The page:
Locating Linux LVM (Logical Volume Manager) free space

The Linux Logical Volume Manager (LVM) provides a relatively easy way to combine block devices into a pool of storage that you can allocate storage out of. In LVM terminology, there are three main concepts:

Physical Volumes – A sequence of sectors on a physical device.
Volume Groups – A group of physical volumes.
Logical Volumes – A logical device that is allocated from a volume group.

When you use LVM to manage your storage, you will typically do something similar to this when new storage requests are made:

1. Create a physical volume on a block device or partition on a block device.

2. Add one or more physical volumes to a volume group

3. Allocate logical volumes from the volume group.

4. Create a file system on the logical volume.

With this approach you can end up with free space in one or more physical volumes or one or more volume groups depending on how you provisioned the storage. To see how much free space your physical volumes have you can run the pvs utility without any arguments:

$ pvs

  PV         VG       Fmt  Attr PSize  PFree  
  /dev/sda2  VolGroup lvm2 a--   8.51g      0 
  /dev/sdb   DataVG   lvm2 a--  18.00g  18.00g
  /dev/sdc   DataVG   lvm2 a--  18.00g 184.00m

The “PFree” column shows the free space for each physical volume in the system. To see how much free space your volume groups have you can run the vgs utility without any arguments:

$ vgs

  VG       #PV #LV #SN Attr   VSize  VFree 
  DataVG     2   1   0 wz--n- 35.99g 18.18g
  VolGroup   1   2   0 wz--n-  8.51g     0 

In the vgs output the “VFree” column shows the amount of free space in each volume group. LVM is nice, but I’m definitely a ZFS fan when it comes to storage management. I’m hopeful that Oracle will come around and port ZFS to Linux, since it would benefit a lot of users and hopefully help to repair some of the broken relations between Oracle and the opensource community. I may be too much of an optimist though.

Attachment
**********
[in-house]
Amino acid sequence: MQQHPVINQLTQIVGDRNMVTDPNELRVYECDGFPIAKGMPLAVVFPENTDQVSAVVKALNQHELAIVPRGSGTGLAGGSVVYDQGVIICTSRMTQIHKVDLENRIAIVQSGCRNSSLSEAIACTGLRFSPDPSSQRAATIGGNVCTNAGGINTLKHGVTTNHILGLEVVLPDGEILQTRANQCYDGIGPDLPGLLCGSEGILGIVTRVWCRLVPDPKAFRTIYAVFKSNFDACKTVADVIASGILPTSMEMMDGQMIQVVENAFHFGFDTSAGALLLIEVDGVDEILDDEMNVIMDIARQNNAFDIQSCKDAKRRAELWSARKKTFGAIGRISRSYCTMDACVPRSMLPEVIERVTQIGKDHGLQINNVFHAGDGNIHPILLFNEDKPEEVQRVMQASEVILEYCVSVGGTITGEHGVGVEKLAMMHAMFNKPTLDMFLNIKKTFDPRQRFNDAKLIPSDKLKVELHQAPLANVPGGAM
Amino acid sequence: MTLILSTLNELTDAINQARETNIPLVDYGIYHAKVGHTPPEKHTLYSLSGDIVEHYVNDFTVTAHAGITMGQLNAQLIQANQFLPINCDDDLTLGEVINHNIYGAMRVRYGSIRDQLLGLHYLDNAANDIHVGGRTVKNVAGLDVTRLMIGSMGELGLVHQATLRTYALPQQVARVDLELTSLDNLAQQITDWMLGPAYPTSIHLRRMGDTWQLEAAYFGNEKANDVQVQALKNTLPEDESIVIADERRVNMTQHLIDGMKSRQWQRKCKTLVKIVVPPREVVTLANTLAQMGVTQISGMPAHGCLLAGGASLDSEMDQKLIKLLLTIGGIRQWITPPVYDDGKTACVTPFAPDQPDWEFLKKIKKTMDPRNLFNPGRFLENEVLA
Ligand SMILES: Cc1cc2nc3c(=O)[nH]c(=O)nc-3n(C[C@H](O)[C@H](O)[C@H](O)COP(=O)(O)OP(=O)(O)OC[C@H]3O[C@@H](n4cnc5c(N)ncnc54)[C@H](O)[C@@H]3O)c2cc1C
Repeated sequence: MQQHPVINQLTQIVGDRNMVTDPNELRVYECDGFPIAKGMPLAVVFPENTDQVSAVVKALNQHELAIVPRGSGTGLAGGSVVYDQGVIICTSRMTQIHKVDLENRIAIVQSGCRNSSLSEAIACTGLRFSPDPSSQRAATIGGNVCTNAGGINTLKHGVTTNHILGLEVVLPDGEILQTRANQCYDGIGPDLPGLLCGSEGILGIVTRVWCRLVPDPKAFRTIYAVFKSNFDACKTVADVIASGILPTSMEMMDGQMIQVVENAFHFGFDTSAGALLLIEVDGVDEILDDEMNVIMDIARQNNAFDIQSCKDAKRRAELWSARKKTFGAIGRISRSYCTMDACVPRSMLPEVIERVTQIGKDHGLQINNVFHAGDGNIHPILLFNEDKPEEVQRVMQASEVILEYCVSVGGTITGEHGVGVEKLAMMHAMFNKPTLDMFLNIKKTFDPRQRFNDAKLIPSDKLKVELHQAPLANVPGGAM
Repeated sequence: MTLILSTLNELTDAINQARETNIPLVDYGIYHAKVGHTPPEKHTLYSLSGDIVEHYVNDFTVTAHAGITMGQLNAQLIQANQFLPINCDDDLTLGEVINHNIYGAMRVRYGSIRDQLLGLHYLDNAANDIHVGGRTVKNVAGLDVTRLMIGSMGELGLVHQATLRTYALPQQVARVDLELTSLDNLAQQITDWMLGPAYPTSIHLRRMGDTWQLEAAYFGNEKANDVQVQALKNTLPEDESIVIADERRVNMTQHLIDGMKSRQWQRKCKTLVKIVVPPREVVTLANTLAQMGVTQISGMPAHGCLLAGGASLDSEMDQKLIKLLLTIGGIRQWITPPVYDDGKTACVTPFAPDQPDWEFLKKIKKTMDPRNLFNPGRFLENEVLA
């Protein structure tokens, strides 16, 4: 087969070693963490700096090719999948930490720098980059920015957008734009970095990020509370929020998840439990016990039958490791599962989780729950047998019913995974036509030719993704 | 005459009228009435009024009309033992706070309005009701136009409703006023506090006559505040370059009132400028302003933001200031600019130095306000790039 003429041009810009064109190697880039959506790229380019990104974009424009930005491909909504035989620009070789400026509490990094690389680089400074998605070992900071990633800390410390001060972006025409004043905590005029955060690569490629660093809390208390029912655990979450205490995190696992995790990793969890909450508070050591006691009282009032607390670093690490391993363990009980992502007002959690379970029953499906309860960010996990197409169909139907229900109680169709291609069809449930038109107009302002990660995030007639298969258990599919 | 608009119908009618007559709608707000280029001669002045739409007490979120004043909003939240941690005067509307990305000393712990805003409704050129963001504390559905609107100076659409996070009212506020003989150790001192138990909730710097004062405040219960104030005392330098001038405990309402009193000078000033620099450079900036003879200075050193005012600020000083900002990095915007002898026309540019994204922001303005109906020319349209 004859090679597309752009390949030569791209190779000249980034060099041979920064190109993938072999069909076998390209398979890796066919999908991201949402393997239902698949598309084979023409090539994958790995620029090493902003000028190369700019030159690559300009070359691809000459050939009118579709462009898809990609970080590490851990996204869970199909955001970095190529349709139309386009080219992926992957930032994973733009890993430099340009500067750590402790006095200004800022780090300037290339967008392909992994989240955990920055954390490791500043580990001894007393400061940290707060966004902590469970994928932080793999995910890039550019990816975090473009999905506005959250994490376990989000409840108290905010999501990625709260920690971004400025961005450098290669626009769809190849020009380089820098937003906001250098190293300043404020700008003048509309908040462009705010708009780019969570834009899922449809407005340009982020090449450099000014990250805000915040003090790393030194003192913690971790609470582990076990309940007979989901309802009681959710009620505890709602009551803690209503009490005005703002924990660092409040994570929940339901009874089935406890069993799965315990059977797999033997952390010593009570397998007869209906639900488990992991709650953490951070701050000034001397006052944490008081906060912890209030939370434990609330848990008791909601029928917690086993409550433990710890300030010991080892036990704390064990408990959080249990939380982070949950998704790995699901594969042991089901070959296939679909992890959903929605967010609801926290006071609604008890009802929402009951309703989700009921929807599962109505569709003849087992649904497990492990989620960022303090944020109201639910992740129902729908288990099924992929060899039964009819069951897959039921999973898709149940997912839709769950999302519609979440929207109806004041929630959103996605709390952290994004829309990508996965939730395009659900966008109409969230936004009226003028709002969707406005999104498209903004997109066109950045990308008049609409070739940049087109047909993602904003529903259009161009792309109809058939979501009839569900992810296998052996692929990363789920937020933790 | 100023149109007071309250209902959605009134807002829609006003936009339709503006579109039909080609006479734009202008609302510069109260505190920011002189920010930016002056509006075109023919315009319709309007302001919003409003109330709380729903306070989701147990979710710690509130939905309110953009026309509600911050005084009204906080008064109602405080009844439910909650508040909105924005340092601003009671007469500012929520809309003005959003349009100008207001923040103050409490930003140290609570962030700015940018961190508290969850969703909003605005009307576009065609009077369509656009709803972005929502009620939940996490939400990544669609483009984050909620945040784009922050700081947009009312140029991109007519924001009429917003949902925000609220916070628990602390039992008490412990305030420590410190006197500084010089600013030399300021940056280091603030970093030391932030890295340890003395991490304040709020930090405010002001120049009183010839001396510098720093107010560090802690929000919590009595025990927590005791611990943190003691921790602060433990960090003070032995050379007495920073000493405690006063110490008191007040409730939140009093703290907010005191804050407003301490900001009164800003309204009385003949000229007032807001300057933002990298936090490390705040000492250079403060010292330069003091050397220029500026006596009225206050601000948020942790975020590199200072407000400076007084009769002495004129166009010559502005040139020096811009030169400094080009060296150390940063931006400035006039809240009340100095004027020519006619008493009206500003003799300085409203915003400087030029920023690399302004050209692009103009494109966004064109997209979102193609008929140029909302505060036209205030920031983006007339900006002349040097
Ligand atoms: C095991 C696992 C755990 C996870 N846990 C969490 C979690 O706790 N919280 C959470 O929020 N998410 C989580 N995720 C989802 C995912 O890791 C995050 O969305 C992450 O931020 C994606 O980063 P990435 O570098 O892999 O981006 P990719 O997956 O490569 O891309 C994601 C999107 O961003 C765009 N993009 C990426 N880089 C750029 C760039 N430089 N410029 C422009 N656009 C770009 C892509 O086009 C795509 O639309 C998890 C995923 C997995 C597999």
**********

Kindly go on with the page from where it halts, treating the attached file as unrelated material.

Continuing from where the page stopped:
Getting E-mail notifications when MD devices fail

I use the MD (multiple device) logical volume manager to mirror the boot devices on the Linux servers I support. When I first started using MD, the mdadm utility was not available to manage and monitor MD devices. Since disk failures are relatively common in large shops, I used the shell script from my SysAdmin article Monitoring and Managing Linux Software RAID to send E-mail when a device entered the failed state. While reading through the mdadm(8) manual page, I came across the “–monitor” and “–mail” options. These options can be used to monitor the operational state of the MD devices in a server, and generate E-mail notifications if a problem is detected. E-mail notification support can be enabled by running mdadm with the “–monitor” option to monitor devices, the “–daemonise” option to create a daemon process, and the “–mail” option to generate E-mail:

$ /sbin/mdadm –monitor –scan –daemonise –mail=root@localhost

Once mdadm is daemonized, an E-mail similar to the following will be sent each time a failure is detected:

From: mdadm monitoring 
To: root@localhost.localdomain
Subject: Fail event on /dev/md1:biscuit

This is an automatically generated mail message from mdadm
running on biscuit

A Fail event had been detected on md device /dev/md1.

Faithfully yours, etc.

I digs me some mdadm!

Linux LVM silliness

While attempting to create a 2-way LVM mirror this weekend on my Fedora Core 5 workstation, I received the following error:

$ lvcreate -L1024 -m 1 vgdata

  Not enough PVs with free space available for parallel allocation.
  Consider --alloc anywhere if desperate.

Since the two devices were initialized specifically for this purpose and contained no other data, I was confused by this error message. After scouring Google for answers, I found a post that indicated that I needed a log LV for this to work, and the log LV had to be on it’s own disk. I am not sure about most people, but who on earth orders a box with three disks? Ugh!